The way she walked, a tilt of the head, how she gestured – really, how she carried herself.  I also studied her speech patterns and rhythms.  She had been a school teacher so she had distinct way of speaking – clipped and to the point!   I work with a voice and movement coach in order to constantly perfect the details of her mannerisms and vocal qualities.  My studying is ongoing.

I remember seeing Edith Head on television when I was a child. I was aware of her work when I would see “Gowns by Edith Head” but I wasn’t really aware of her as a person. Some of the common misconceptions are that she lacked a sense of humor and that she was rigid. You rarely hear about her charitable efforts and her kindness and mentoring of other designers.

She was extremely charitable and provided many opportunities for other designers. In fact, she was one of the founders of the Costume Designers Guild and an early member of Fashion Group International (1935)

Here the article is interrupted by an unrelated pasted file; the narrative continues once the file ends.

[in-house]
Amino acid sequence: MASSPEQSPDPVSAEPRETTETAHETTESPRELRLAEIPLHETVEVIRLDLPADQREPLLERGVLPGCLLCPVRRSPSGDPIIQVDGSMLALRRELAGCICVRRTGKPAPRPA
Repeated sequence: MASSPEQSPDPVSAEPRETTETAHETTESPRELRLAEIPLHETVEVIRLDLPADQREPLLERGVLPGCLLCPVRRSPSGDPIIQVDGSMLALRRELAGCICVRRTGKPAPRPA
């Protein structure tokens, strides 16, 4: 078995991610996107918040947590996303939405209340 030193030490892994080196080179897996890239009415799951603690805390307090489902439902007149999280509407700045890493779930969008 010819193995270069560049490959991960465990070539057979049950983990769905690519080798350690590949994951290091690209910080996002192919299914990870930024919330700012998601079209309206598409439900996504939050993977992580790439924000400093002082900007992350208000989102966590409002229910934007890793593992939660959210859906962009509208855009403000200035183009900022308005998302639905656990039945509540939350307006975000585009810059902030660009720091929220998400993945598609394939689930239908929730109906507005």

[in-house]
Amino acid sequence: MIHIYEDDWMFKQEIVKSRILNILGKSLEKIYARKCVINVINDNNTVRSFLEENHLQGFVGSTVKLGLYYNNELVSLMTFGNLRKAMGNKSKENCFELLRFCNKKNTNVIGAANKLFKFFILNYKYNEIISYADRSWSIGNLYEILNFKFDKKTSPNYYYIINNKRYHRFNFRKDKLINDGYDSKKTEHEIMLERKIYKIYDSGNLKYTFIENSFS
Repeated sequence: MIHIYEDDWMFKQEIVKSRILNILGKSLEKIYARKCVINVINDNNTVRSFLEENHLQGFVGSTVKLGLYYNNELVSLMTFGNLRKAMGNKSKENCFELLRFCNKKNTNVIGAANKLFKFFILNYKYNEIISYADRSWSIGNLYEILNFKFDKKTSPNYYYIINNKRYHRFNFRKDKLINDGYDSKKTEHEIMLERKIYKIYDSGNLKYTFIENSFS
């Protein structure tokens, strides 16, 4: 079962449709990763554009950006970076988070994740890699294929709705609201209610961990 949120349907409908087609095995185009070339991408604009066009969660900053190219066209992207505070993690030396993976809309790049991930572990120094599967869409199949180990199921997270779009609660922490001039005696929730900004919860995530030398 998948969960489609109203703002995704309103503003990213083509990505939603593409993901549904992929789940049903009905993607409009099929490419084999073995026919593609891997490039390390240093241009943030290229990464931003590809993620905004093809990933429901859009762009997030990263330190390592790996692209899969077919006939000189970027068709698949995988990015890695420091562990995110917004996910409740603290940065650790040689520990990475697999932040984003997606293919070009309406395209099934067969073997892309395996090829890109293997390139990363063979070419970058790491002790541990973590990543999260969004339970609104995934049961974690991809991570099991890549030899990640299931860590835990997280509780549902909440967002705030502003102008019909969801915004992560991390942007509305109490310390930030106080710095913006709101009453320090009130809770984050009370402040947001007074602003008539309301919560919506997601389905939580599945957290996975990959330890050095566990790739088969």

Paddy had not only written the book but had inherited 13 hours of taped interviews with Edith Head – it was truly a gift from heaven. We can honestly say that A Conversation with Edith is based upon the words and thoughts of Edith Head – the ”Edith-isms’. In hearing her speak, it struck me how bright she was – and she did not suffer fools lightly. She had to keep up a strong exterior in order to mask  her vulnerability. Her longevity is a direct result of her tenacity. We have worked very hard to create an intimate portrait that reveals the complexity of this fascinating woman.

What’s the greatest lesson Edith has taught you?

Edith often quoted Mae West when she said , “Find a magic that does something for you honey and  stick with it.”  I think that defines my  sense of fashion.

Article by Andrea Wrobel